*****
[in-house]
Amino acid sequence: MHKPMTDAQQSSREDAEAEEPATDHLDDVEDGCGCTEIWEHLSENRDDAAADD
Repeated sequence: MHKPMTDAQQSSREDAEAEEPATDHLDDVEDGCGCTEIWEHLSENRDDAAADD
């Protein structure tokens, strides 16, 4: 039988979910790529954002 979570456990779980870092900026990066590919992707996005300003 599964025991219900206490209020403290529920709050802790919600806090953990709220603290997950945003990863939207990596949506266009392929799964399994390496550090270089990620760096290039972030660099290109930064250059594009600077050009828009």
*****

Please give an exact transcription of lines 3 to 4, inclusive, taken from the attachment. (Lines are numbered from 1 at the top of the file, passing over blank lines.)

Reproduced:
Repeated sequence: MHKPMTDAQQSSREDAEAEEPATDHLDDVEDGCGCTEIWEHLSENRDDAAADD
């Protein structure tokens, strides 16, 4: 039988979910790529954002 979570456990779980870092900026990066590919992707996005300003 599964025991219900206490209020403290529920709050802790919600806090953990709220603290997950945003990863939207990596949506266009392929799964399994390496550090270089990620760096290039972030660099290109930064250059594009600077050009828009």